Lstrblg

Grg Lstr's linkdump and thoughts on science, family and things in the ocean that would kill you if given the opportunity.

Month: May 2018

Tales from Stinkbug Manor: It Ain’t a Sprint

B. is fast. J. is too, but B. has the running bug. If he keeps up with it, he can be really good. He doesn’t like the short runs, but events like the 1600 make him happy. He can strategize and plot. The distance gives him room to adapt to the other runners.

That goes with everything, unfortunately. Soccer. Guitar. Trumpet. School. Everything he likes to do comes somewhat easy to him. That’s what worries me.

J., however, is a struggler. She overthinks stuff. She has to work at things and doesn’t always want to. That worries me too.

I never really liked to write about the kids too much here–I like to respect their privacy–but this is about me. I really struggle with finding ways to encourage them even when the payoff is a long time away.  And that’s the hard life lesson for everyone–time has a way of moving forward, and incremental progress has a similar way of accumulating results. I’ve had my ukulele 13 years. Not a coincidence that my oldest turned 13 this year.  A little plucking once a day could have led to something, much the same way that the extra cookie each day also led to something.

“You could be there by now if only you…” that level of regret and admonishment are starting to creep into how I speak to my kids, and I need to quit it. The same way I think about it myself. All the things I didn’t get to do 15 years ago made possible the things I have now every bit as the things I did do, if that makes sense. Sure, I could have retired by 40 if we had saved 80% of our income, but then we probably we wouldn’t have chosen kids. We should have bought a bigger house at the outset, but then the recent series of property tax increases would have driven us out of the town we like. I could have written that book or played that uke, but I still can. Incrementally. A bit at a time.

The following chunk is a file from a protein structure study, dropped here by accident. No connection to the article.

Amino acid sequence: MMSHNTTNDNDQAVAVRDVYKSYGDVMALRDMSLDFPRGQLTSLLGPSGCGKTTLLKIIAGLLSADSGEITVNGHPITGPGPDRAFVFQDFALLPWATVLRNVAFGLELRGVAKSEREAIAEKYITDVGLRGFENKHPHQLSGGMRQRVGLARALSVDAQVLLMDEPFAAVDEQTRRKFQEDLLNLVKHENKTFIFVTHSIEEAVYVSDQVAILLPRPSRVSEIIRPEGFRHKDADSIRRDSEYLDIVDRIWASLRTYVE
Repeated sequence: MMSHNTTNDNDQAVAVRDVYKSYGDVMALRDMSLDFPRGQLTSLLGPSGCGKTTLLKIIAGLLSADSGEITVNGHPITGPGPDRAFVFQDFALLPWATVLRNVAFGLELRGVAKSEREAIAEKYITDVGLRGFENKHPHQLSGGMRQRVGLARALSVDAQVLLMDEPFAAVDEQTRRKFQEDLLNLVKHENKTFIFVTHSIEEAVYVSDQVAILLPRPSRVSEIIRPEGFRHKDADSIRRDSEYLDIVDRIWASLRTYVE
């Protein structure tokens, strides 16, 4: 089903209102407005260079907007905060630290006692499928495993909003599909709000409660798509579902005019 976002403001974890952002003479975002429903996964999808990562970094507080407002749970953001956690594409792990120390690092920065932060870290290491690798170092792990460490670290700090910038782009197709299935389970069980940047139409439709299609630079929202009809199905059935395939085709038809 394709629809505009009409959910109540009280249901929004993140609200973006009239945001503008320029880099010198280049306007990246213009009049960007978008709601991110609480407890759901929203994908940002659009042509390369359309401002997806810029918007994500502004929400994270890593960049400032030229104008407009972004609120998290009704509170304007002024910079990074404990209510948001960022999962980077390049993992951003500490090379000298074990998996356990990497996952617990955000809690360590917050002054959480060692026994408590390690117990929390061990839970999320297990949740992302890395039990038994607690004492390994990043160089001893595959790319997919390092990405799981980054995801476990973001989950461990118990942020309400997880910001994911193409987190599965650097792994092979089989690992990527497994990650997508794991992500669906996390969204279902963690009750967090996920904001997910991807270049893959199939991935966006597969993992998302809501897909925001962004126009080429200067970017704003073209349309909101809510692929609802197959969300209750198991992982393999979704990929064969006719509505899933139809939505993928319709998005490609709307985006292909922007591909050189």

This was a good weekend. It is finally warm. The kids birthdays have come and gone, and so have the associated sleepovers. The missus and I are groggy, but Tonka is still mellow and the house still stands.

Next comes spring cleaning and the great big resetting of things.

Pitch: Doc Savage and the Land of Terror

I’m a fan of public domain pulp weird, horror and adventure fiction.  My Kindle can hold a vast reservoir of books and I’m exceedingly cheap, so the public domain is a great source of good stuff.  Last night, I just finished reading my son the first two Doc Savage novels, which were published in these monster 100-page magazines for 10 cents a pop in the early 1930s.
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I admit, I tend to do a little editing as we read along, as these books are a product of the time. I know we look for racism in every corner nowadays, and the first novel, at least, would generally be considered racist by today’s standards–Doc Savage and his team find a lost kingdom of Mayans. After killing some bad guys that were trying to exploit the tribe for their own end, Doc is named a member of the tribe and promised a never-ending supply of gold to right the wrongs of the world with his team of adventurers.  I see it more along the lines of Western imperialism, which was more of a cultural default position back then, but there you go.